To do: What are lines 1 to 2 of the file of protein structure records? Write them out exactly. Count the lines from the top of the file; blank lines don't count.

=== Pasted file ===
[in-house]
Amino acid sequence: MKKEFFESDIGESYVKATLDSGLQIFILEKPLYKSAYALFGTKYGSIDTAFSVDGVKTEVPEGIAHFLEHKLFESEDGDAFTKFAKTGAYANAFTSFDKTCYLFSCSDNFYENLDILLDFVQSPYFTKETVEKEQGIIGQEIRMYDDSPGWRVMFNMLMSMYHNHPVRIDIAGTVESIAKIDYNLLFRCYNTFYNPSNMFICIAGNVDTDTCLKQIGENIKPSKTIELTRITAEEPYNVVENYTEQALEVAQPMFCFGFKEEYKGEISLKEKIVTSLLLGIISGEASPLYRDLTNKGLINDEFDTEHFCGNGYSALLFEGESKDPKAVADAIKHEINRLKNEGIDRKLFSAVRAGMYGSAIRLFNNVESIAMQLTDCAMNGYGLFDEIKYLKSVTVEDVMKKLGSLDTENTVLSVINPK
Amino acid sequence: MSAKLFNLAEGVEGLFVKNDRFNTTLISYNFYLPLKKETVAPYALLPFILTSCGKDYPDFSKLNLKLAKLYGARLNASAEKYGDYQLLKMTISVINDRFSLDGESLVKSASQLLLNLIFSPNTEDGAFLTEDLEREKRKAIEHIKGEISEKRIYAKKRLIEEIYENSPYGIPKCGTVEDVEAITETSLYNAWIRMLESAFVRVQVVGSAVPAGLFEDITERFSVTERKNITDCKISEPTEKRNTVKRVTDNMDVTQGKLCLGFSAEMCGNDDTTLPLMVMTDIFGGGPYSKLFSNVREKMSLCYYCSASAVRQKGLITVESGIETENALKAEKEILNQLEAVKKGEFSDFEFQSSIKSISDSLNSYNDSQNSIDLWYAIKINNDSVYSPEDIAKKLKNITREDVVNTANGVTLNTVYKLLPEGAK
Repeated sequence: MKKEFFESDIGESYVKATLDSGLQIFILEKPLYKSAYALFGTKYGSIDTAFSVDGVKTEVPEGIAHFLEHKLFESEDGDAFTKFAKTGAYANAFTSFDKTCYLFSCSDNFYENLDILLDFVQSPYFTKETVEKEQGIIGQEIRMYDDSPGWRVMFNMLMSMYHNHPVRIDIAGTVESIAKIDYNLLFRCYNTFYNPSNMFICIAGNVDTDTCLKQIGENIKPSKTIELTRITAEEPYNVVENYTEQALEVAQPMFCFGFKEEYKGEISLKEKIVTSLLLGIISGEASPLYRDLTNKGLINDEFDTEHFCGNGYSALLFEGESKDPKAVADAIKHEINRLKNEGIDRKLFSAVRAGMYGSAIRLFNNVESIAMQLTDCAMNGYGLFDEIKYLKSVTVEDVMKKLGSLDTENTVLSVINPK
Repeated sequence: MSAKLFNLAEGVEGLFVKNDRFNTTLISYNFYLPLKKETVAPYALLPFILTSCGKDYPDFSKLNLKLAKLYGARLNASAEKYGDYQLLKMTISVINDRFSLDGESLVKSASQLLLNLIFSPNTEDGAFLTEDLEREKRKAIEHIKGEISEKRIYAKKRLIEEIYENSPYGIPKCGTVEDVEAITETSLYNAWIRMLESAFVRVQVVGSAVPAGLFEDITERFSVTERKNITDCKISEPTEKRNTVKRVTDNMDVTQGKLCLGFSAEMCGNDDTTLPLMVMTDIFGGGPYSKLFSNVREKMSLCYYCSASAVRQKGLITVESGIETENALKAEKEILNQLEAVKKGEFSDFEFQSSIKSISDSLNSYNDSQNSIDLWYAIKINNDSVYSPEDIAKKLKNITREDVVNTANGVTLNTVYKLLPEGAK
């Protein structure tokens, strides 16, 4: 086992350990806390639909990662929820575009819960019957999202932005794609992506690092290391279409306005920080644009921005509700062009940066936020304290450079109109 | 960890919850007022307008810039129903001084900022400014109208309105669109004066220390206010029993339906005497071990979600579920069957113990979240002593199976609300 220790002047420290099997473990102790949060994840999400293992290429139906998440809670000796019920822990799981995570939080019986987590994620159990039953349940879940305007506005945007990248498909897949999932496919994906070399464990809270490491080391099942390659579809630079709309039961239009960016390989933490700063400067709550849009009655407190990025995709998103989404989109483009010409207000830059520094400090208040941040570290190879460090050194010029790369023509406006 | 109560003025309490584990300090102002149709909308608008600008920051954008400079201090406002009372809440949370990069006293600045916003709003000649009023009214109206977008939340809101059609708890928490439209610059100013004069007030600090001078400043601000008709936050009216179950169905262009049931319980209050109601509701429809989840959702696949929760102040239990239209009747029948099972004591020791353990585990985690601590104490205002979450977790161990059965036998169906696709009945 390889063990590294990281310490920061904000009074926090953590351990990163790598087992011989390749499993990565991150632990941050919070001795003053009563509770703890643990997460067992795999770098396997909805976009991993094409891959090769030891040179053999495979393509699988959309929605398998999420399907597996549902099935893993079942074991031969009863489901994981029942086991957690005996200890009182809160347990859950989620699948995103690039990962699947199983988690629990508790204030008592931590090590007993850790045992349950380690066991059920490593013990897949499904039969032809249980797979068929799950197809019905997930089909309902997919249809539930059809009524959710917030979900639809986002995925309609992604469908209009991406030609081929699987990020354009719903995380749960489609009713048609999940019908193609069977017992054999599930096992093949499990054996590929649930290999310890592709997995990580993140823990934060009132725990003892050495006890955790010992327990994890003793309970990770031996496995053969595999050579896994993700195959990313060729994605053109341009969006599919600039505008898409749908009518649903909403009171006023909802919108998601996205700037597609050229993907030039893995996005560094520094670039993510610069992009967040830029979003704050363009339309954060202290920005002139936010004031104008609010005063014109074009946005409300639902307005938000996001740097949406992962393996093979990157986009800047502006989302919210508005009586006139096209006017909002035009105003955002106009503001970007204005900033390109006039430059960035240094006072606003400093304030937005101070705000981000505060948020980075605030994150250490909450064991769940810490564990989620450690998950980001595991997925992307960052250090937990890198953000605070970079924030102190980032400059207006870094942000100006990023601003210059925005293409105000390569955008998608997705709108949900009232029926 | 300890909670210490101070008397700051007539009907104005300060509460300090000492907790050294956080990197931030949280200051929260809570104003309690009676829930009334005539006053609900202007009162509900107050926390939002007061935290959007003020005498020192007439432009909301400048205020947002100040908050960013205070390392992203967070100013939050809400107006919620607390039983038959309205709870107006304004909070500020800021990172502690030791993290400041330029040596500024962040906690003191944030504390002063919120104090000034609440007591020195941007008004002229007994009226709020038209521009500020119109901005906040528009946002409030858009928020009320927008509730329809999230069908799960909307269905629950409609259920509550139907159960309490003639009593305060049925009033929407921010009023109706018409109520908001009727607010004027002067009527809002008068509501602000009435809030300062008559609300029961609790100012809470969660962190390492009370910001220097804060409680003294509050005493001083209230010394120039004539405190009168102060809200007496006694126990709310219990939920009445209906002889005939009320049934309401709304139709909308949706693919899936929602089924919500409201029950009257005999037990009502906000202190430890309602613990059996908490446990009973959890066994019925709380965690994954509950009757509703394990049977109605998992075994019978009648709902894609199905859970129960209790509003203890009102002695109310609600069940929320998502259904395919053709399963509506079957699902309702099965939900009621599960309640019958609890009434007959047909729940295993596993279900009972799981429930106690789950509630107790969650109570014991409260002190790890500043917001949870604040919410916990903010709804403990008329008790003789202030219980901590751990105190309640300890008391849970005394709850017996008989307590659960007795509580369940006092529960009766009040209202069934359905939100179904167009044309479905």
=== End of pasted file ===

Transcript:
[in-house]
Amino acid sequence: MKKEFFESDIGESYVKATLDSGLQIFILEKPLYKSAYALFGTKYGSIDTAFSVDGVKTEVPEGIAHFLEHKLFESEDGDAFTKFAKTGAYANAFTSFDKTCYLFSCSDNFYENLDILLDFVQSPYFTKETVEKEQGIIGQEIRMYDDSPGWRVMFNMLMSMYHNHPVRIDIAGTVESIAKIDYNLLFRCYNTFYNPSNMFICIAGNVDTDTCLKQIGENIKPSKTIELTRITAEEPYNVVENYTEQALEVAQPMFCFGFKEEYKGEISLKEKIVTSLLLGIISGEASPLYRDLTNKGLINDEFDTEHFCGNGYSALLFEGESKDPKAVADAIKHEINRLKNEGIDRKLFSAVRAGMYGSAIRLFNNVESIAMQLTDCAMNGYGLFDEIKYLKSVTVEDVMKKLGSLDTENTVLSVINPK